By Johara Al Mogbel
A woman who has dedicated her life to helping others, and the face of Bunyan Women’s Charity, Nada Albuwardi is the unseen force behind changing the state of poverty in Riyadh.
The people who change the world the most are normally the ones who fly under the radar. There are people who are so hard at work to push their community to a better place, they never stop to wait for a complimentary word. Nada Albuwardi is one of the finest examples this city has to offer. She is one of our role models and unsung heroes.
How many years have you been in the field of voluntary work?
What pushed you into doing charity work?
I visited a poor neighborhood once, and found the situation so deplorable I couldn’t leave it as it is. One thing led to another, and suddenly I discovered I was taking care of 50 plus families at once.
How was Bunyan Women’s Charity established?
After 20 years of voluntary work, I found it necessary to put our efforts under an official foundation so that it could become organized and with clear goals. That’s when we founded Bunyan.
An incident with one of the families that you’ll never forget?
Last Ramadan, we paid the debt on behalf of a man who had ended up in prison for his inability to pay his loan back. And with Allah’s graciousness, he was able to join his family for Eid Al Fitr.
What touched me the most was when he performed sujood in front of the prison doors in gratitude to Allah.
What’s the success story that you’re most proud of?
The thing I’m most proud of is the success of Alqardh Alhasan, a program that gives out interest free loans to families in need (and with a vision).
Give us one hilarious incident you had during your work with Bunyan and the families, and one scary one.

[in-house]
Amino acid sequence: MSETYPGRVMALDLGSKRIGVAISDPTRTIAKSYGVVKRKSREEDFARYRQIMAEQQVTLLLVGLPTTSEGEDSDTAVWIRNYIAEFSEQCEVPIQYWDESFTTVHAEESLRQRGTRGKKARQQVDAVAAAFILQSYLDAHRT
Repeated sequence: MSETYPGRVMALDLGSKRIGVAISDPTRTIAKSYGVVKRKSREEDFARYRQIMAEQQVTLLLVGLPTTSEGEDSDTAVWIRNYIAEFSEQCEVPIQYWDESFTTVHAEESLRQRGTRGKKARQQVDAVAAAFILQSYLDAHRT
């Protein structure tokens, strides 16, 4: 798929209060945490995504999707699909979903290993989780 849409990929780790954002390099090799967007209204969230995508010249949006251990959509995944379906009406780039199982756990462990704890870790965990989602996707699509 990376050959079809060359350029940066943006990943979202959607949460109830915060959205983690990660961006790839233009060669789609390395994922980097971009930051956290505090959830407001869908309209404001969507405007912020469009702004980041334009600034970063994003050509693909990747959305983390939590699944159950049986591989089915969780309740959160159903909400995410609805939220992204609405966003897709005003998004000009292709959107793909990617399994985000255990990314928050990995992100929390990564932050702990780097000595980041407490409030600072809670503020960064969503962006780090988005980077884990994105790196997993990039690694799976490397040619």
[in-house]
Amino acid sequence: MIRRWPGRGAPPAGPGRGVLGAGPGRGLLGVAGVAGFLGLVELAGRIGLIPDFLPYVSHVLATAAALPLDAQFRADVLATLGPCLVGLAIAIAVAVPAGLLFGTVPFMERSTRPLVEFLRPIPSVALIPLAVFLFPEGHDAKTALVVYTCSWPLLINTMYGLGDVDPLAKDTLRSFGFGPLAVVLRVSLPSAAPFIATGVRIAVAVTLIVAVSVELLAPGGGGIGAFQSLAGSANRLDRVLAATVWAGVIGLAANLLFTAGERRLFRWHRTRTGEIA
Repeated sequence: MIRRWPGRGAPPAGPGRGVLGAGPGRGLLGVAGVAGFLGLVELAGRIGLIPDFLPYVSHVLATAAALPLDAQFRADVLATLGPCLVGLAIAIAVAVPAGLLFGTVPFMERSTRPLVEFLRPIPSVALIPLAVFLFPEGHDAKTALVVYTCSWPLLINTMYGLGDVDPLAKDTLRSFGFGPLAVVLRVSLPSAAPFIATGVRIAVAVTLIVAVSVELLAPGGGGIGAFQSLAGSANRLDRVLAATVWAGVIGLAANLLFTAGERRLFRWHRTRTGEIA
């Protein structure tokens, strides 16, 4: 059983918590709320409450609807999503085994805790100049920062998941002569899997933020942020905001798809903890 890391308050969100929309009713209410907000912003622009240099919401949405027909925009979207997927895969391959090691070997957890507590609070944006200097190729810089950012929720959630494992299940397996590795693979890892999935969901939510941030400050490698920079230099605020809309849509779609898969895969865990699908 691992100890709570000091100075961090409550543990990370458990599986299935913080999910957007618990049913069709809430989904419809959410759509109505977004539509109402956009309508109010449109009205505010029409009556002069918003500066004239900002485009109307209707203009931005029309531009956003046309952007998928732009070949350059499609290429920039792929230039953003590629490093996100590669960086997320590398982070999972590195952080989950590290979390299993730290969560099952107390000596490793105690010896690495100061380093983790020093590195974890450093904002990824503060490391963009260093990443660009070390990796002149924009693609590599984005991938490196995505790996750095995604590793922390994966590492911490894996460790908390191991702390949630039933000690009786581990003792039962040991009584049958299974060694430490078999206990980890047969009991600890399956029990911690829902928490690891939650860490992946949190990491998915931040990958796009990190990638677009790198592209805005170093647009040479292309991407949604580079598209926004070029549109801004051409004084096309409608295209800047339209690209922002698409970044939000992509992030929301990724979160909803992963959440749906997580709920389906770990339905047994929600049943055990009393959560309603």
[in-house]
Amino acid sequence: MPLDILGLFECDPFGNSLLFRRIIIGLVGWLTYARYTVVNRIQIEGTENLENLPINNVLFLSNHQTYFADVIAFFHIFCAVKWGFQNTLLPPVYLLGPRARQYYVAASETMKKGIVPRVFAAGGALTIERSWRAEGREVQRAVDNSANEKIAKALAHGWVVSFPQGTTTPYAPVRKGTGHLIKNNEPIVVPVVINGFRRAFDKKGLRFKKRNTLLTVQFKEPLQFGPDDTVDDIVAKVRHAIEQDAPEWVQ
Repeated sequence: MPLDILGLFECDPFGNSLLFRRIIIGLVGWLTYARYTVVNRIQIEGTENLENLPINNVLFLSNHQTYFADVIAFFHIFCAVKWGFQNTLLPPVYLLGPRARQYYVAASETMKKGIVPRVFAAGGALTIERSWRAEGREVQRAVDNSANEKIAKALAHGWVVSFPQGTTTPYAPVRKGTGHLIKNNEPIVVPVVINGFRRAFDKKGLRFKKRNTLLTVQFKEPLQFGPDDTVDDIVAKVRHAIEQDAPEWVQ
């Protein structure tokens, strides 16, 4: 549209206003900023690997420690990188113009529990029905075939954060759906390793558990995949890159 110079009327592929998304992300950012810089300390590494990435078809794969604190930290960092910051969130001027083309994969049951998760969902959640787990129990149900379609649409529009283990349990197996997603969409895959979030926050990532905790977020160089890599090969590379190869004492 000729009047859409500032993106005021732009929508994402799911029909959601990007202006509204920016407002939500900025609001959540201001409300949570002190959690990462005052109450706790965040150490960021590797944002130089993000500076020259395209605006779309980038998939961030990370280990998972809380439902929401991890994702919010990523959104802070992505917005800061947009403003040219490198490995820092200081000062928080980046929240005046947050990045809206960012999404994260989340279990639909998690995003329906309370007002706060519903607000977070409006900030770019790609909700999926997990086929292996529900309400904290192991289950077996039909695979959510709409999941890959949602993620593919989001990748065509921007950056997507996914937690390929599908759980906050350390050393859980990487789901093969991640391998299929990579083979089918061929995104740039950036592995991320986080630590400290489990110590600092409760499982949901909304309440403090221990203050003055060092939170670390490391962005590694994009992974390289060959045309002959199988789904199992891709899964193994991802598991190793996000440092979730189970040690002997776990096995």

The funny incident: One of the cases, the woman had told me that she had been a mu’alaqah (estranged from her husband) for five years. But when I visited her to check up on her state, I was surprised to find that she was pregnant, and on her ninth month. So I asked her: “Estranged, huh? So where did you get that?”
The scary incident: We went to visit one of the families to do a check, but ended up in the middle of the pregnant mother’s home birth as she didn’t have identification papers to go to a hospital.
What do families need the most, aside from housing?
In a mental capacity, they are most in need for someone to show them the culture of spending money correctly, for the right priorities. In life-related issues, means of affordable transportation either public or private is desperately needed, as well as help with debts and loan-related matters.
What are the biggest problems that you face with the families that are under the care of Bunyan?
Their neglect in education and the hygiene of some of the houses. Being poor does not equate being neglectful and letting your family live in squalor.
Also, hiding the truth, registering at more than one charity and receiving multiple assistances for the same problem, as well as the sense some have for dependency and refusing to work to better their situation.
How do you balance your personal life as a mother and a daughter, your work in the organization, and your job as a teacher?
To be completely frank with you, I haven’t been able to reach the right balance just yet. But I try to do the best that I can, even if I fall short of certain obligations.
What’s your advice for someone who’d like to do voluntary work?
To stay away from random activism, and work under a licensed charity organization.
One of the biggest problems we get with families is that they depend on the unorganized handouts that some well-meaning members of society give out, which discourages them from learning how to stand on their own feet.
What are your plans for the future?
I want to develop Bunyan to be a foundation that begets other charity organizations that specialize in rehabilitation and training, and raising awareness for proper finance management.